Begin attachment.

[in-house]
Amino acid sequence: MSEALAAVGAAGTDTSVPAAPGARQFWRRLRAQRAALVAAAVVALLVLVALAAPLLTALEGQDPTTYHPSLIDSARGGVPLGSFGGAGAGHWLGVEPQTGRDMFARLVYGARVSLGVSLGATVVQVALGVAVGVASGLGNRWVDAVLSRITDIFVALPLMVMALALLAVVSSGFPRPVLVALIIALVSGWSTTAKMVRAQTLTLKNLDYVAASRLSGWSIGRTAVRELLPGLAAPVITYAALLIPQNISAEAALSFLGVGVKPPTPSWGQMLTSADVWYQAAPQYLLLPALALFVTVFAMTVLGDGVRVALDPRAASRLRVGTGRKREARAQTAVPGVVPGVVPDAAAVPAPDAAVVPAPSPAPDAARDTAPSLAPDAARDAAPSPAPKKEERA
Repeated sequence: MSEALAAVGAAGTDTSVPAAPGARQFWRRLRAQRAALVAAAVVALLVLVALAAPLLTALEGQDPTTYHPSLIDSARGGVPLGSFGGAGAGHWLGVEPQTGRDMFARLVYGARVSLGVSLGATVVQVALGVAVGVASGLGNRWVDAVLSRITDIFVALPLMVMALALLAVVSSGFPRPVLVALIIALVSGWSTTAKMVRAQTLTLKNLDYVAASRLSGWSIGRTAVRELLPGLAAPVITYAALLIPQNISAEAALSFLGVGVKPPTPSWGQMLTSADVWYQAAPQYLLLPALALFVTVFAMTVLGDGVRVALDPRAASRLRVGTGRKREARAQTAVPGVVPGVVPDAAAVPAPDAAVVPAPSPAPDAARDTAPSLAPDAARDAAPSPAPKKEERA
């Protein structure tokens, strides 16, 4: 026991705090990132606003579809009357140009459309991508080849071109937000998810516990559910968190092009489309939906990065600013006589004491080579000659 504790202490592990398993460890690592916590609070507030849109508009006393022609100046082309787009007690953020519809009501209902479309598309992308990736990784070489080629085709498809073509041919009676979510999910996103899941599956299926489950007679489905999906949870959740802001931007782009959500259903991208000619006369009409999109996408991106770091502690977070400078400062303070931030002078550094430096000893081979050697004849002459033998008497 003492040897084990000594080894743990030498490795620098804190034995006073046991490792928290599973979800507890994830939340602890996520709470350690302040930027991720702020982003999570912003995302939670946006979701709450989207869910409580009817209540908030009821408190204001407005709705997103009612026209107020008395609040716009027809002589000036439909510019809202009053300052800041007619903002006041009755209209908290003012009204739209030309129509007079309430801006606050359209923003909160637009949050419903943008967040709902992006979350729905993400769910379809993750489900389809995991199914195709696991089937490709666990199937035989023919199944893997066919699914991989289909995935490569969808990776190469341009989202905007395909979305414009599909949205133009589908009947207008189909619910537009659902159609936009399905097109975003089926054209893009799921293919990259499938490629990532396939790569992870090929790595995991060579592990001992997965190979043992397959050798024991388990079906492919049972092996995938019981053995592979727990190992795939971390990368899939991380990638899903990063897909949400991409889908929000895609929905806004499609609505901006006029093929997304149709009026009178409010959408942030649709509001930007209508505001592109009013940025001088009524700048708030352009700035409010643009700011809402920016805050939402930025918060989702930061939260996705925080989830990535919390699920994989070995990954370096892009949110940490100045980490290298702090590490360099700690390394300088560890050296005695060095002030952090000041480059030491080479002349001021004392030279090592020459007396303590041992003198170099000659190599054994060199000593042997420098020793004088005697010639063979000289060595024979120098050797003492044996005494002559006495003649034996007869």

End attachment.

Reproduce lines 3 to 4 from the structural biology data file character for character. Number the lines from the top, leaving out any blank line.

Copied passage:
Repeated sequence: MSEALAAVGAAGTDTSVPAAPGARQFWRRLRAQRAALVAAAVVALLVLVALAAPLLTALEGQDPTTYHPSLIDSARGGVPLGSFGGAGAGHWLGVEPQTGRDMFARLVYGARVSLGVSLGATVVQVALGVAVGVASGLGNRWVDAVLSRITDIFVALPLMVMALALLAVVSSGFPRPVLVALIIALVSGWSTTAKMVRAQTLTLKNLDYVAASRLSGWSIGRTAVRELLPGLAAPVITYAALLIPQNISAEAALSFLGVGVKPPTPSWGQMLTSADVWYQAAPQYLLLPALALFVTVFAMTVLGDGVRVALDPRAASRLRVGTGRKREARAQTAVPGVVPGVVPDAAAVPAPDAAVVPAPSPAPDAARDTAPSLAPDAARDAAPSPAPKKEERA
């Protein structure tokens, strides 16, 4: 026991705090990132606003579809009357140009459309991508080849071109937000998810516990559910968190092009489309939906990065600013006589004491080579000659 504790202490592990398993460890690592916590609070507030849109508009006393022609100046082309787009007690953020519809009501209902479309598309992308990736990784070489080629085709498809073509041919009676979510999910996103899941599956299926489950007679489905999906949870959740802001931007782009959500259903991208000619006369009409999109996408991106770091502690977070400078400062303070931030002078550094430096000893081979050697004849002459033998008497 003492040897084990000594080894743990030498490795620098804190034995006073046991490792928290599973979800507890994830939340602890996520709470350690302040930027991720702020982003999570912003995302939670946006979701709450989207869910409580009817209540908030009821408190204001407005709705997103009612026209107020008395609040716009027809002589000036439909510019809202009053300052800041007619903002006041009755209209908290003012009204739209030309129509007079309430801006606050359209923003909160637009949050419903943008967040709902992006979350729905993400769910379809993750489900389809995991199914195709696991089937490709666990199937035989023919199944893997066919699914991989289909995935490569969808990776190469341009989202905007395909979305414009599909949205133009589908009947207008189909619910537009659902159609936009399905097109975003089926054209893009799921293919990259499938490629990532396939790569992870090929790595995991060579592990001992997965190979043992397959050798024991388990079906492919049972092996995938019981053995592979727990190992795939971390990368899939991380990638899903990063897909949400991409889908929000895609929905806004499609609505901006006029093929997304149709009026009178409010959408942030649709509001930007209508505001592109009013940025001088009524700048708030352009700035409010643009700011809402920016805050939402930025918060989702930061939260996705925080989830990535919390699920994989070995990954370096892009949110940490100045980490290298702090590490360099700690390394300088560890050296005695060095002030952090000041480059030491080479002349001021004392030279090592020459007396303590041992003198170099000659190599054994060199000593042997420098020793004088005697010639063979000289060595024979120098050797003492044996005494002559006495003649034996007869």